July 20, 2023

Introduction to the Tsunami Warning System

Wednesday August 16, 2023 5:45 PM PDT to 7:00 PM PDT

(This presentation is open to all, including non-INCOSE members.)

Please join us on Wednesday, August 16th, 2023, for an introduction to the Tsunami Warning System developed by the National Oceanic and Atmospheric Administration (NOAA) and Science Applications International Corporation (SAIC).  This HYBRID presentation will be both in-person and webcast on Zoom.

A tsunami is a large wave triggered by an earthquake, eruption, or underwater landslide. These underwater waves travel at approximately 500 MPH when at sea and 20-30 MPH at shore, and while only a few inches high at sea can result in waves of 10-50 feet or higher at shore, resulting in tremendous damage and loss of life. Mr. John Quigley of SAIC will present on the systems engineering associated when designing an early warning system for tsunamis.


(Photo by Ray Bilcliff on Pexels.com)

Meeting Information

Date: Wednesday, 16 August 2023, 5:45-7pm Pacific Time (presentation begins at 6pm).

Location: Filippi’s Restaurant in Kearny Mesa (San Diego). 5353 Kearny Villa Rd, San Diego, CA 92123  (Google Maps)

Cost: Free!  There is also an optional buffet serving Italian food (pizza, pasta, salad, etc.) and soft drinks. $5 for members, $15 non-members

Zoom Link: This presentation will also be webcast for remote viewers.

Join Zoom Meeting

Tel: 669-900-6833
Meeting ID: 890 5901 2913

(photo by NOAA on Unsplash)


Tsunamis are large waves triggered by earthquakes, eruptions, or underwater landslides. These underwater waves travel at approximately 500 MPH when at sea and 20-30 MPH at shore. Early detection of tsunamis helps public safety authorities direct coastal populations out of harm’s way, saving countless lives around the world from ocean waves that can as high as 100 feet.

Vigilance in monitoring conditions

The countries use seawater temperature and pressure readings collected by our buoys for calculations of water height above the sea floor.

The buoys make measurements in near real time and typically transmit data reports via satellite every few hours; during tsunami events, the frequency of transmissions is higher. This vital information contributes to the estimation of impacts and planning of evacuations.

The buoys use tsunameter technology licensed from the National Oceanic and Atmospheric Administration (NOAA) and are enhanced versions of NOAA’s own buoys. In turn, the agency has acquired buoys from the Science Applications International Corporation (SAIC).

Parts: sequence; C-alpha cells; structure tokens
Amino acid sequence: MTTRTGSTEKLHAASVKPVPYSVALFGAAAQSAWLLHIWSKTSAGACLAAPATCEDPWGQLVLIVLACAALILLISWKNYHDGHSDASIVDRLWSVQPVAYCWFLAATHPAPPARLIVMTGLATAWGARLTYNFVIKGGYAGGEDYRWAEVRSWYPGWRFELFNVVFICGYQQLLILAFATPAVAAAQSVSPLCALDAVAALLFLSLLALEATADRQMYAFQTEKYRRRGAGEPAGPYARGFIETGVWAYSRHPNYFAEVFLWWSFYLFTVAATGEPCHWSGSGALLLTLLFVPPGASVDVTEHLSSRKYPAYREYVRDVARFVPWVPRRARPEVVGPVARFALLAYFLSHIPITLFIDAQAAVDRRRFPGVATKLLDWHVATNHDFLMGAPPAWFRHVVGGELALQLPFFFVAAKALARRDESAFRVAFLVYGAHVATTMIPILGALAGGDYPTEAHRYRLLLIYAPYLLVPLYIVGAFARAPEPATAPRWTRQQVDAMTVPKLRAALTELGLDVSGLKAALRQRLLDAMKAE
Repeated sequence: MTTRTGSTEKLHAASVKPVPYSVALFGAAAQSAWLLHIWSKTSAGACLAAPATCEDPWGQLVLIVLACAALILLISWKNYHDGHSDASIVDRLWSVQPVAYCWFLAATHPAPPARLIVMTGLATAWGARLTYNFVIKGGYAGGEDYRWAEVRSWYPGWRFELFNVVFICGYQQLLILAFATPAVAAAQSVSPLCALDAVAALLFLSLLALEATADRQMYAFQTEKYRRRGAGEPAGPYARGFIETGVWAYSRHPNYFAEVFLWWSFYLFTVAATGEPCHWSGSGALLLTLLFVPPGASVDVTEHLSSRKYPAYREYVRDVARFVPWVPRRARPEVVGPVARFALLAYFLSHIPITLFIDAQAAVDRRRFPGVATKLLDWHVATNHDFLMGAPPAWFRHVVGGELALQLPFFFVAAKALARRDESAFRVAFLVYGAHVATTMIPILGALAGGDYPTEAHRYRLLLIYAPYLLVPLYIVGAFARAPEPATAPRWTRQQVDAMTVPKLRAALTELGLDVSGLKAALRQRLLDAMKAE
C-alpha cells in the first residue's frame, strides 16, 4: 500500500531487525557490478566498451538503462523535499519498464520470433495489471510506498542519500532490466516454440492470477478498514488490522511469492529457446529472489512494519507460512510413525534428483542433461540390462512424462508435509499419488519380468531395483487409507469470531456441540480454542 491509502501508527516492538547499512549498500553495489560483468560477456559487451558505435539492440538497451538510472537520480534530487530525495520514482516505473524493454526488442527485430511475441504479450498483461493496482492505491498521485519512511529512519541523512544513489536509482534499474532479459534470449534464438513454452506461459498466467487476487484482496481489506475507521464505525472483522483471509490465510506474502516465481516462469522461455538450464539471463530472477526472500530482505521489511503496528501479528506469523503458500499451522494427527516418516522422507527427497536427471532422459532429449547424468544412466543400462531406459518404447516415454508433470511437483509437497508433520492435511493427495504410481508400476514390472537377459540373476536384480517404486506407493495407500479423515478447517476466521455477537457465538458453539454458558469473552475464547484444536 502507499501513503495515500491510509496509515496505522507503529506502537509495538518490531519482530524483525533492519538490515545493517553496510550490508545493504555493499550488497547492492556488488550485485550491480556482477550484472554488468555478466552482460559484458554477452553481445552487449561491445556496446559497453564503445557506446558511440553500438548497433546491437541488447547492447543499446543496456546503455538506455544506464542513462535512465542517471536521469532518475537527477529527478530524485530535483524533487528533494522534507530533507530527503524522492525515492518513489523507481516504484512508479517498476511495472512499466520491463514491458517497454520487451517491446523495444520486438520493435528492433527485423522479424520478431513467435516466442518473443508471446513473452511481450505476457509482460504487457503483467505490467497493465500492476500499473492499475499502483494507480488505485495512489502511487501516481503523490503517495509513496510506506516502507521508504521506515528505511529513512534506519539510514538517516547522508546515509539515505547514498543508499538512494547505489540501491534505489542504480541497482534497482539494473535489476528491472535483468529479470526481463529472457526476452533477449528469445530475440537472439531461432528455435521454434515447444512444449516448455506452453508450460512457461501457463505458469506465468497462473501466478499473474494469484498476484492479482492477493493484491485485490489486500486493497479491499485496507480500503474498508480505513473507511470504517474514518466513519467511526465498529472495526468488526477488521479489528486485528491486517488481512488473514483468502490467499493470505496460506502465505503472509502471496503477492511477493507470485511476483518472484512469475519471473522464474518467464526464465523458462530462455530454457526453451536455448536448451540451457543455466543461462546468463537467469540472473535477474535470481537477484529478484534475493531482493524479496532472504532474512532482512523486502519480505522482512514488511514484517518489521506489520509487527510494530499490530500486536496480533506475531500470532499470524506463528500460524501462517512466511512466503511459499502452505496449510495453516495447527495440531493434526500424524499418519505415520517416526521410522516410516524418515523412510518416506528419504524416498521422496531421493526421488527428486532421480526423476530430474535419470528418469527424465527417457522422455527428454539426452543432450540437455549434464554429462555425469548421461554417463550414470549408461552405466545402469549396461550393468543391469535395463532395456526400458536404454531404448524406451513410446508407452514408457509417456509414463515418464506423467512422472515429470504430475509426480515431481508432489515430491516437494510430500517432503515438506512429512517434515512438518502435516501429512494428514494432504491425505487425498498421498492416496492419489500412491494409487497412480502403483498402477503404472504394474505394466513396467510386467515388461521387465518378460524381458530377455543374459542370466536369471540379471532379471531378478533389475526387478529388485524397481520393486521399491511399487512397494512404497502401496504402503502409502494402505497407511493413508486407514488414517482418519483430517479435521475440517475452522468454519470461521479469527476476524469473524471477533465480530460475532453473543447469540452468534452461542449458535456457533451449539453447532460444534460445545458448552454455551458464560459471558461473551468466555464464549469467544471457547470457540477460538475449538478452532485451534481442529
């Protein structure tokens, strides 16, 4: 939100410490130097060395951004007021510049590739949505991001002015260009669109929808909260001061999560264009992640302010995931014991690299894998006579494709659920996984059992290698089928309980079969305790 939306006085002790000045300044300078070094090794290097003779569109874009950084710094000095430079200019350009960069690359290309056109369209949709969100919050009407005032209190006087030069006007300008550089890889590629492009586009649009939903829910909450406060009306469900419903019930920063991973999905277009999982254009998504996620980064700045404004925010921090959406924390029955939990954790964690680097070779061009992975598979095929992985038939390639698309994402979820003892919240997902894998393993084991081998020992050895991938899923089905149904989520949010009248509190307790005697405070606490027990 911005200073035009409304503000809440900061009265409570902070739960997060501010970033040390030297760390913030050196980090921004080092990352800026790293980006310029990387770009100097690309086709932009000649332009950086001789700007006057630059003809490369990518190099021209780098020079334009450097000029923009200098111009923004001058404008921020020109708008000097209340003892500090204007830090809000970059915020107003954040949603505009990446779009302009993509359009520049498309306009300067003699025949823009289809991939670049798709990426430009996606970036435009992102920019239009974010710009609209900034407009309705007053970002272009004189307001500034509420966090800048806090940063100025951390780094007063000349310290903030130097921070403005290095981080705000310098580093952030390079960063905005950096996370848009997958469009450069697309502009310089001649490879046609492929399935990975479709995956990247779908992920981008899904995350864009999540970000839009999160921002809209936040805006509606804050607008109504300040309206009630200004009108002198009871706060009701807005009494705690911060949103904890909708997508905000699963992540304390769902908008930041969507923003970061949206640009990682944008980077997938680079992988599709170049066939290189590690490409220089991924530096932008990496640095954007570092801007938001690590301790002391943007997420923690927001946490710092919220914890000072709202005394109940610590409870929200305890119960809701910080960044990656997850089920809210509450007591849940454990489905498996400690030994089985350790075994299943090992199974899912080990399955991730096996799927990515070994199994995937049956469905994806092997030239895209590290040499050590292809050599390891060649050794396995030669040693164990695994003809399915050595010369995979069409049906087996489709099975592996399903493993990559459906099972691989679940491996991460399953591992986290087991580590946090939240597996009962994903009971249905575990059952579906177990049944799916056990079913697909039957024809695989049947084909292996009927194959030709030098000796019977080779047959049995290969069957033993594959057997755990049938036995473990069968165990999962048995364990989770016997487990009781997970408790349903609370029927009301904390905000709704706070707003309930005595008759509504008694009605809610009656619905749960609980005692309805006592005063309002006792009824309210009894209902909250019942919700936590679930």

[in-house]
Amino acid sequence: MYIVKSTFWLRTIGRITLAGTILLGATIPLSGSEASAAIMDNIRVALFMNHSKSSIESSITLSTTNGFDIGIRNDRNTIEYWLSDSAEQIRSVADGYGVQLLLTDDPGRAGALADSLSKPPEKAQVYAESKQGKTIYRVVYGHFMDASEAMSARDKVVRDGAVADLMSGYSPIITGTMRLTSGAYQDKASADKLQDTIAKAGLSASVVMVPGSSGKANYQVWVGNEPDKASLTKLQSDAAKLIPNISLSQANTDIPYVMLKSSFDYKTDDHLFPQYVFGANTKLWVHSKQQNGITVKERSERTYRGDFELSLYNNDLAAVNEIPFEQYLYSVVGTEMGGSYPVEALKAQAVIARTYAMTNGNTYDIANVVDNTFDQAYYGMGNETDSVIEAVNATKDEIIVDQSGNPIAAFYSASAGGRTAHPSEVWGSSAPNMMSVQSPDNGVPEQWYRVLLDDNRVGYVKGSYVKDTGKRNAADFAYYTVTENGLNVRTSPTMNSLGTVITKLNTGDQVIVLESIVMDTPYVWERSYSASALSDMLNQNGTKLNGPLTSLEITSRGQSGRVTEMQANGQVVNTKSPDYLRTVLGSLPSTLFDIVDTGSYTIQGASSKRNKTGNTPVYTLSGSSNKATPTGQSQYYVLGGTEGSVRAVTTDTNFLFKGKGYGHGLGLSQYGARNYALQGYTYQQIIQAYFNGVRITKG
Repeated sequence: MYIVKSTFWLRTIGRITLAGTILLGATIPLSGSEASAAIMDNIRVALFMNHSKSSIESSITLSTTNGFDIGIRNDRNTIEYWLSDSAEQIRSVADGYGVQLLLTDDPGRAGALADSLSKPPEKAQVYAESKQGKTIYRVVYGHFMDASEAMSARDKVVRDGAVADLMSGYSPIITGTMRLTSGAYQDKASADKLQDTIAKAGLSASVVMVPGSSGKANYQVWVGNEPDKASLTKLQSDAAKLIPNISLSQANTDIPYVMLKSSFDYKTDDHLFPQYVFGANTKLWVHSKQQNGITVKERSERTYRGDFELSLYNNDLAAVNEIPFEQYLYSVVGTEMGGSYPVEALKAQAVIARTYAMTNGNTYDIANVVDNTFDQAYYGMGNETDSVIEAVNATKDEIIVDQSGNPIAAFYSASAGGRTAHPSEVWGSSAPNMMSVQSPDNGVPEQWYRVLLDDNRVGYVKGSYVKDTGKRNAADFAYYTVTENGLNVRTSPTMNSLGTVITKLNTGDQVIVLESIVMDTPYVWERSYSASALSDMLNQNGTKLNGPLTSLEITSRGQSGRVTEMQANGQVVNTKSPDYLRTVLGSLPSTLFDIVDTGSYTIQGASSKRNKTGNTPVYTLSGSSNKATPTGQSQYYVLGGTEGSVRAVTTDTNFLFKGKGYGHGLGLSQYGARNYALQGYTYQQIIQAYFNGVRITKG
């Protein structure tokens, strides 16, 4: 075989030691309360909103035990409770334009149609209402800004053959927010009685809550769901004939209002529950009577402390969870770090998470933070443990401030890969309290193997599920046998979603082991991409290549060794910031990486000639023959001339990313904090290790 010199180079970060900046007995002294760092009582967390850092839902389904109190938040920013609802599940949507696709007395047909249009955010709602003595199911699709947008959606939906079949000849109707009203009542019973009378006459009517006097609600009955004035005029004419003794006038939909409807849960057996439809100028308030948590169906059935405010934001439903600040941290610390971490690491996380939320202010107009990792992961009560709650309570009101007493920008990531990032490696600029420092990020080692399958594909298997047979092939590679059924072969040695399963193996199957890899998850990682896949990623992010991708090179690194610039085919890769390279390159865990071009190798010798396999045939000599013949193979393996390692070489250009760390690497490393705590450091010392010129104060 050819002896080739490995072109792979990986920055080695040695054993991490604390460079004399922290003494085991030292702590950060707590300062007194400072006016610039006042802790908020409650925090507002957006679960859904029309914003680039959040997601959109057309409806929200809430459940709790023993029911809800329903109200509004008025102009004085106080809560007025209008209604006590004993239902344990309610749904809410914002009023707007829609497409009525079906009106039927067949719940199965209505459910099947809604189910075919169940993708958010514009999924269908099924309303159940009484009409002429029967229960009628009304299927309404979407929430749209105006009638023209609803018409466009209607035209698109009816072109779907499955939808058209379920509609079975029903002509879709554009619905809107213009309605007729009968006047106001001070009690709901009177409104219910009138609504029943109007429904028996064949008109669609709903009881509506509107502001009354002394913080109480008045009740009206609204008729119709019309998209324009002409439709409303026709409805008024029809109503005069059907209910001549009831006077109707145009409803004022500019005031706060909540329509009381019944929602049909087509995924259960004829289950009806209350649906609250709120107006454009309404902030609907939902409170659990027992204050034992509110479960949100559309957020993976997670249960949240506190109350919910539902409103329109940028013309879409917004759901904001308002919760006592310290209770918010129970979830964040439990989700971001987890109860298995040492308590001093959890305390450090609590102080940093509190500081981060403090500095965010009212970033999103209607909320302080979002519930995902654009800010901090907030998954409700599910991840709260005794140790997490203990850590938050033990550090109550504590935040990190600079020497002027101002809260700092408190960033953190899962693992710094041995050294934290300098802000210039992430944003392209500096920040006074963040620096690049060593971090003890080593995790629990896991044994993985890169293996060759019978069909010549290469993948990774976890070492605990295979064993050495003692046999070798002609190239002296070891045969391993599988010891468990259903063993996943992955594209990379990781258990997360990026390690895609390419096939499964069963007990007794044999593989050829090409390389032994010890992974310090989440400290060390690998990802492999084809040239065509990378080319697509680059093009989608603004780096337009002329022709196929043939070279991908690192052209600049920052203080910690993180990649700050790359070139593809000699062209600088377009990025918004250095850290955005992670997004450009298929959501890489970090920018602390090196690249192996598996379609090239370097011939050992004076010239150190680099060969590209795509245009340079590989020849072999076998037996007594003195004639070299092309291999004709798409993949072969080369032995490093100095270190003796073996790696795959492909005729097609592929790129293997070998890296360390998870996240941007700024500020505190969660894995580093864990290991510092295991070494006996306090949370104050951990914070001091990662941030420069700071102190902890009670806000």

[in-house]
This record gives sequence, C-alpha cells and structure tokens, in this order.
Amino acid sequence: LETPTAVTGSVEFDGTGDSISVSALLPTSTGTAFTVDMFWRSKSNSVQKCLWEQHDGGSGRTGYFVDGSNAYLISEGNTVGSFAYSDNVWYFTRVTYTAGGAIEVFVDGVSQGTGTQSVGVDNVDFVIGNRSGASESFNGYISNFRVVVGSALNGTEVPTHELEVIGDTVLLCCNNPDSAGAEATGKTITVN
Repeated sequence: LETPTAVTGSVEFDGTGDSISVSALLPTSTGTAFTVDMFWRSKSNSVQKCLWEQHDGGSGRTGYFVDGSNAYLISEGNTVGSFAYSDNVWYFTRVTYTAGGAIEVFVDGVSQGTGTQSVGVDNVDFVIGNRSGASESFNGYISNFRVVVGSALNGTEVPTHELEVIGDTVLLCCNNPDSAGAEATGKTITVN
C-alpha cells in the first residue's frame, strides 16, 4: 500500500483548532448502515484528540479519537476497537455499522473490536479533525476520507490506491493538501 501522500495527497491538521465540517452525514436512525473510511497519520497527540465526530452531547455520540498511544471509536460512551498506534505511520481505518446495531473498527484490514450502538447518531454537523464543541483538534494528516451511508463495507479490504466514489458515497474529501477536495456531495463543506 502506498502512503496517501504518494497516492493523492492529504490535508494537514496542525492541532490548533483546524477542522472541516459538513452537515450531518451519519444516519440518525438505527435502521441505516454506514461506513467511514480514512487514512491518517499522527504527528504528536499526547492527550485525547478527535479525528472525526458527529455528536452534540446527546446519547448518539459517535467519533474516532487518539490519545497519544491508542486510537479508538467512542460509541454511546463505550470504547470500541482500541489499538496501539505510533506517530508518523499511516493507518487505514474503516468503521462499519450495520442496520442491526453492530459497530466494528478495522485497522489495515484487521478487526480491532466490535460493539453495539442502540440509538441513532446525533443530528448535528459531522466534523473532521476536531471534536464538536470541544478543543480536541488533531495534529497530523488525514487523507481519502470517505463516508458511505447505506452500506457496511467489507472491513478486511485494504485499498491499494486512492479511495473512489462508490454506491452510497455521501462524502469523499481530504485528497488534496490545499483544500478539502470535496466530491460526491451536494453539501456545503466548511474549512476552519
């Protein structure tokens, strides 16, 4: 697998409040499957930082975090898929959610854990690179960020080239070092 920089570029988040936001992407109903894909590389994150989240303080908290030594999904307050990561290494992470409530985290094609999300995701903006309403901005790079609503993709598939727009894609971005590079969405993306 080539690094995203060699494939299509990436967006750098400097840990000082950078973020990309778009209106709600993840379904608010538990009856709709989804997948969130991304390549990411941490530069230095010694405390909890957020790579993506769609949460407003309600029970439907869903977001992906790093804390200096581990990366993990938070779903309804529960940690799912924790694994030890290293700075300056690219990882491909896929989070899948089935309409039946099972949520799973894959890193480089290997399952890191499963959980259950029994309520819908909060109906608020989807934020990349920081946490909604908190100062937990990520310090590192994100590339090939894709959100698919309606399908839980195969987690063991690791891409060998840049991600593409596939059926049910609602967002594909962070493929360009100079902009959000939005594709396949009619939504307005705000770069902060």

The buoys are also several generations mature, with more advanced components and greater robustness to reliably provide high-resolution measurements. SAIC continues to collaborate with NOAA in their ongoing development.

Important work to make the world safe

Around 85 percent of all commercially deployed buoys are from SAIC. At a 17,000-square-foot facility in Poway, California, the SAIC team builds these systems that must work in some of the globe’s roughest open waters.

The team members perform oceanographic reviews of potential buoy deployment sites, coordinate with NOAA, and monitor deployed systems. Some go out to sea for months at a time to deploy or recover systems that need reconditioning.

This work is a critical piece of larger scale efforts to prevent tragedies like the 2004 Indian Ocean tsunami that claimed almost 228,000 lives in 14 countries.

For almost 19 years, SAIC has been building deep-sea sensor buoys that continuously record and transmit oceanic measurements for use in forecasting and alerts. They have deployed over 45 observational buoy systems for nation-state customers that include Australia, Chile, China, India, Japan, Russia, Taiwan, and Thailand—vulnerable countries along the seismically active Pacific Rim.


Presenter: Mr. John Quigley

John Quigley is a Principle Systems Engineer at the Science Applications International Corporation (SAIC) in San Diego, California. During his extensive career, he has supported numerous technical programs in support of the U.S. Navy at the Naval Information Warfare Systems Command (NAVWAR) and the Naval Information Warfare Center Pacific (NIWC-Pacific). In addition to being a long-time member of INCOSE, John has served INCOSE and the San Diego chapter for over 10 years in roles such as chapter President and, more currently, as the principle chapter overseer of chapter activities for compilation and scoring in INCOSE’s yearly chapter awards program, directly resulting in the chapter achieving Best chapter in 2019 and the Platinum award for five consecutive years.


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